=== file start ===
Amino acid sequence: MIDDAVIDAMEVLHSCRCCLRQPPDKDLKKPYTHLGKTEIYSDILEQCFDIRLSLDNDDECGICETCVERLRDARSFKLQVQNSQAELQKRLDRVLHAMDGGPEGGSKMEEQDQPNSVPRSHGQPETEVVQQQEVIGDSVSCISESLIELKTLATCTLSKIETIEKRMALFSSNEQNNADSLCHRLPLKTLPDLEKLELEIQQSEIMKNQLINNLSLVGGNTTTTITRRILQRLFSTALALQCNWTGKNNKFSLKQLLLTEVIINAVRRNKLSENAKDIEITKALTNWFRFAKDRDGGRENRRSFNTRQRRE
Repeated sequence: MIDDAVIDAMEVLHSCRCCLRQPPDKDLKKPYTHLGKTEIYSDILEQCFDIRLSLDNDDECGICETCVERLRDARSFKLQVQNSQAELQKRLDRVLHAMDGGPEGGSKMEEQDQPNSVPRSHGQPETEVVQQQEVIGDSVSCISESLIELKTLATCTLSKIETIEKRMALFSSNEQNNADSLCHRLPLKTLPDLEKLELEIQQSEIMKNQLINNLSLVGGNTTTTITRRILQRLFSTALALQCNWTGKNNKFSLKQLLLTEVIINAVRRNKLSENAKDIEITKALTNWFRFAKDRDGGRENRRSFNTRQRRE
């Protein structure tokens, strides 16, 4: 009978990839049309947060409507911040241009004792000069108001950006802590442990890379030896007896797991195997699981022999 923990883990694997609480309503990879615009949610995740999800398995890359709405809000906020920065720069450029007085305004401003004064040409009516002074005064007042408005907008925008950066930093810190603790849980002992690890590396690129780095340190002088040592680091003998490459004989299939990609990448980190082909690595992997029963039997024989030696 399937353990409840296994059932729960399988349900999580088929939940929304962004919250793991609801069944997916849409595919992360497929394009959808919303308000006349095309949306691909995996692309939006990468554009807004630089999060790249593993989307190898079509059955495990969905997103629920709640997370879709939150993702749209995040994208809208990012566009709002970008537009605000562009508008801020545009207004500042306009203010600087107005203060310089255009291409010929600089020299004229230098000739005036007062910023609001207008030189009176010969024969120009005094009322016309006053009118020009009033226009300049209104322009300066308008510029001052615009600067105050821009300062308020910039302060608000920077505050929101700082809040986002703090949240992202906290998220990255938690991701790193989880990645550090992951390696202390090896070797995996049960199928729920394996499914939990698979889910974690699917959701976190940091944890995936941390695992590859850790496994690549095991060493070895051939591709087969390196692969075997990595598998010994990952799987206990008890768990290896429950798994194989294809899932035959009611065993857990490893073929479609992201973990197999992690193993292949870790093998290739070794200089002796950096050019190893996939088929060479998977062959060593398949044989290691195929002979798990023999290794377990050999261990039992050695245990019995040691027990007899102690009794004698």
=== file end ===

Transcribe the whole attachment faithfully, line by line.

Amino acid sequence: MIDDAVIDAMEVLHSCRCCLRQPPDKDLKKPYTHLGKTEIYSDILEQCFDIRLSLDNDDECGICETCVERLRDARSFKLQVQNSQAELQKRLDRVLHAMDGGPEGGSKMEEQDQPNSVPRSHGQPETEVVQQQEVIGDSVSCISESLIELKTLATCTLSKIETIEKRMALFSSNEQNNADSLCHRLPLKTLPDLEKLELEIQQSEIMKNQLINNLSLVGGNTTTTITRRILQRLFSTALALQCNWTGKNNKFSLKQLLLTEVIINAVRRNKLSENAKDIEITKALTNWFRFAKDRDGGRENRRSFNTRQRRE
Repeated sequence: MIDDAVIDAMEVLHSCRCCLRQPPDKDLKKPYTHLGKTEIYSDILEQCFDIRLSLDNDDECGICETCVERLRDARSFKLQVQNSQAELQKRLDRVLHAMDGGPEGGSKMEEQDQPNSVPRSHGQPETEVVQQQEVIGDSVSCISESLIELKTLATCTLSKIETIEKRMALFSSNEQNNADSLCHRLPLKTLPDLEKLELEIQQSEIMKNQLINNLSLVGGNTTTTITRRILQRLFSTALALQCNWTGKNNKFSLKQLLLTEVIINAVRRNKLSENAKDIEITKALTNWFRFAKDRDGGRENRRSFNTRQRRE
């Protein structure tokens, strides 16, 4: 009978990839049309947060409507911040241009004792000069108001950006802590442990890379030896007896797991195997699981022999 923990883990694997609480309503990879615009949610995740999800398995890359709405809000906020920065720069450029007085305004401003004064040409009516002074005064007042408005907008925008950066930093810190603790849980002992690890590396690129780095340190002088040592680091003998490459004989299939990609990448980190082909690595992997029963039997024989030696 399937353990409840296994059932729960399988349900999580088929939940929304962004919250793991609801069944997916849409595919992360497929394009959808919303308000006349095309949306691909995996692309939006990468554009807004630089999060790249593993989307190898079509059955495990969905997103629920709640997370879709939150993702749209995040994208809208990012566009709002970008537009605000562009508008801020545009207004500042306009203010600087107005203060310089255009291409010929600089020299004229230098000739005036007062910023609001207008030189009176010969024969120009005094009322016309006053009118020009009033226009300049209104322009300066308008510029001052615009600067105050821009300062308020910039302060608000920077505050929101700082809040986002703090949240992202906290998220990255938690991701790193989880990645550090992951390696202390090896070797995996049960199928729920394996499914939990698979889910974690699917959701976190940091944890995936941390695992590859850790496994690549095991060493070895051939591709087969390196692969075997990595598998010994990952799987206990008890768990290896429950798994194989294809899932035959009611065993857990490893073929479609992201973990197999992690193993292949870790093998290739070794200089002796950096050019190893996939088929060479998977062959060593398949044989290691195929002979798990023999290794377990050999261990039992050695245990019995040691027990007899102690009794004698």